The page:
The Type 170 Mk 3lM was the mtlit- simple.
ary transport version ofthe production At one time or another Iraq and Bur-
Mk 31 fteighters and civtl Mk 3iE ma have also used the military freigh-
Wayfarers, and saw service tn the air ter, but unusual were some of the 12 in
forces of Canada, New Zealand, Au- use by the RNZAF. Not onlY did these
stralla and Pakistan. The last took 38 of maintarn a continuous presence in
this variant between December 1953 Singapore for 22 years, operated bY
and June 1955 and used them mainly ln No, 41 Squadron, but for a pertod some
mountainous areas for suPPlY- were lentto the domestic air[ne SAFE,
dropping, although five were fitted in
196] for antrlocust operattons with
spray-booms added. Military versions Specification
as a whole represented the largest Type l70Mk3IM
single contract for the type, Of these, Type: military transport (24,500 ft); range 676 lcn (420 miles) The BristolFreighter was unusual in
probably unique was the Pair Pre- Powerplant: hvo 149 l-kw (2,000-hp) Weights: empty 11452 ks (25,247 Ib); having large fixed landing gear,
pared specially for VIP use in Pakistan, Bristol Hercules 734 air-cooled radial maximum take-off 19958 kg (44,000 lb) which eliminated the need for
the twin rows of l0 double seats of the piston engrrnes Dimensions:span32,92 m (108 ft0 in); complex hydraulics and madefor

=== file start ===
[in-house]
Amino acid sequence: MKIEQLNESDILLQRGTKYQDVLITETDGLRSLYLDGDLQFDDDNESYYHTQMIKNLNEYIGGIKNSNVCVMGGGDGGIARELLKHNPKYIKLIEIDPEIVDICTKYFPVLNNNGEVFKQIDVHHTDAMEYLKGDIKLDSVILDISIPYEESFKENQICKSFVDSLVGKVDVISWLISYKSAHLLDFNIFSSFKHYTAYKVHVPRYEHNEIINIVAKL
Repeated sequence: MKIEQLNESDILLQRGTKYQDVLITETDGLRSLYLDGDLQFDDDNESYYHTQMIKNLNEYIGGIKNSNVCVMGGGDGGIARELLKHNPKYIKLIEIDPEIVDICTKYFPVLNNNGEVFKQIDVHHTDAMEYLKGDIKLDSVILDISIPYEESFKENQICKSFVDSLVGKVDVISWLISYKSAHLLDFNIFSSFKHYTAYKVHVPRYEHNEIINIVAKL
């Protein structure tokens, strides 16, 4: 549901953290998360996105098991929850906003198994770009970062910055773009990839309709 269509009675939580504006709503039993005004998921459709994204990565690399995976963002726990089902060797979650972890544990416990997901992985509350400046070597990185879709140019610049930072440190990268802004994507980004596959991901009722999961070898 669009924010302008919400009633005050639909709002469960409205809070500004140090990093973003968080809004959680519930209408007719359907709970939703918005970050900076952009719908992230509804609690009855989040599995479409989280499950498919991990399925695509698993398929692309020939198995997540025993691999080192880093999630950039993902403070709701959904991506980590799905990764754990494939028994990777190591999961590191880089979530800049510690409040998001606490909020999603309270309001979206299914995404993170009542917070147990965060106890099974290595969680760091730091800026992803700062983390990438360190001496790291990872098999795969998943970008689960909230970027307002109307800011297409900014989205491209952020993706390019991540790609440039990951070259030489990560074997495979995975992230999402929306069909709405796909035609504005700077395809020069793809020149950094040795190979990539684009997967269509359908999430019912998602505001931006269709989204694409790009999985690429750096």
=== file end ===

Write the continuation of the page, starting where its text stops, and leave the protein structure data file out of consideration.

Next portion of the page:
original desiqn being reduced to give Performance: maximum sPeed lensth 20,83 m (68 ft 4 in); heisht 6.60 m easy maintenance. Bristol Freighters
more space in the luxurious cabin. 311 kri/h (193 mph) at 3048 m (21ftBin); wrngarea l38. 14m'z were widely ex ported, serving with
While the large opening doors that ( 10,000 ft); rate of ciimb 42 t m ( 1,380 ft) (1,487 sq ft) the ar med force s of C anada, N ew
formed the nose had obvious advan- per minute; service ceiling 7468 m Zealand, Pakistan and Australia.

O Pilot Press Limited


>K ilandley Pase Hastinss
- re Avro York transports that had
::en standard long-range freighters
.:r the RAF were eventually replaced
:-,. a product from Handley Page, r"l
.',':lch had long been associated with
,lge aircraft. The new machrne flew t AIR FORCE TRANSPORT COI.4I4AND--

.. r the flrst time in its production ver-


.-x during the spring of 1947, almost uri I

=ractly a year after the maiden flight of


-:-e prototype, This was the Handley
Page Hastings C.Mk l, differinq from
-:-e Hastings C.Mk 2 in having a high-
:r-mounted, short-span tallplane and
::duced fuel capacrty; some ofthe flrst
production versions were retrospec- The standard model was used not Specification The Handley Page Hastings entereci
--rely modified to the Iater standard as only at home as a transport and for HastingsC.Mk2 service in the late I I 40 s. This
i{astings C.Mk lA aircraft, meteorologrcal reconnarssance, but Type: longr-rangTe transport HastingsC.Mk 2 wasflown by No.36
the earlier variant that in Octo- also in the Middle East and Far East, Powerplant: four 1249-kW ( 1, 675-hp) S quadron, RAF, which operate d the